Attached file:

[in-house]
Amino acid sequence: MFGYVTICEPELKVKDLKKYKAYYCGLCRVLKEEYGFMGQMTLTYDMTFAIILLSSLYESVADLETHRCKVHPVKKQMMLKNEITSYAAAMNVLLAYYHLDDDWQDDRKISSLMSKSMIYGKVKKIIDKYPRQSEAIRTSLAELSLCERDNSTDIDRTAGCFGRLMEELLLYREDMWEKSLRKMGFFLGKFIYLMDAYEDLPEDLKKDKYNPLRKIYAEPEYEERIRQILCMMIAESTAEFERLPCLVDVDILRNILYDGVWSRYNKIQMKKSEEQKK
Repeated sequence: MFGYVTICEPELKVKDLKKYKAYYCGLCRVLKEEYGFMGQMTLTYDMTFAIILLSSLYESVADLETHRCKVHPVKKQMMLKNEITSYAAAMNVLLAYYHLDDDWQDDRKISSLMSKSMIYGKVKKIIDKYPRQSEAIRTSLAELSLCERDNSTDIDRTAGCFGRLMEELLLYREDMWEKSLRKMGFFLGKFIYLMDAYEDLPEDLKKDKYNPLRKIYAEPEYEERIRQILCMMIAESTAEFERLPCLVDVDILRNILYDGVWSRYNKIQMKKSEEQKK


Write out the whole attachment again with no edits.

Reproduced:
[in-house]
Amino acid sequence: MFGYVTICEPELKVKDLKKYKAYYCGLCRVLKEEYGFMGQMTLTYDMTFAIILLSSLYESVADLETHRCKVHPVKKQMMLKNEITSYAAAMNVLLAYYHLDDDWQDDRKISSLMSKSMIYGKVKKIIDKYPRQSEAIRTSLAELSLCERDNSTDIDRTAGCFGRLMEELLLYREDMWEKSLRKMGFFLGKFIYLMDAYEDLPEDLKKDKYNPLRKIYAEPEYEERIRQILCMMIAESTAEFERLPCLVDVDILRNILYDGVWSRYNKIQMKKSEEQKK
Repeated sequence: MFGYVTICEPELKVKDLKKYKAYYCGLCRVLKEEYGFMGQMTLTYDMTFAIILLSSLYESVADLETHRCKVHPVKKQMMLKNEITSYAAAMNVLLAYYHLDDDWQDDRKISSLMSKSMIYGKVKKIIDKYPRQSEAIRTSLAELSLCERDNSTDIDRTAGCFGRLMEELLLYREDMWEKSLRKMGFFLGKFIYLMDAYEDLPEDLKKDKYNPLRKIYAEPEYEERIRQILCMMIAESTAEFERLPCLVDVDILRNILYDGVWSRYNKIQMKKSEEQKK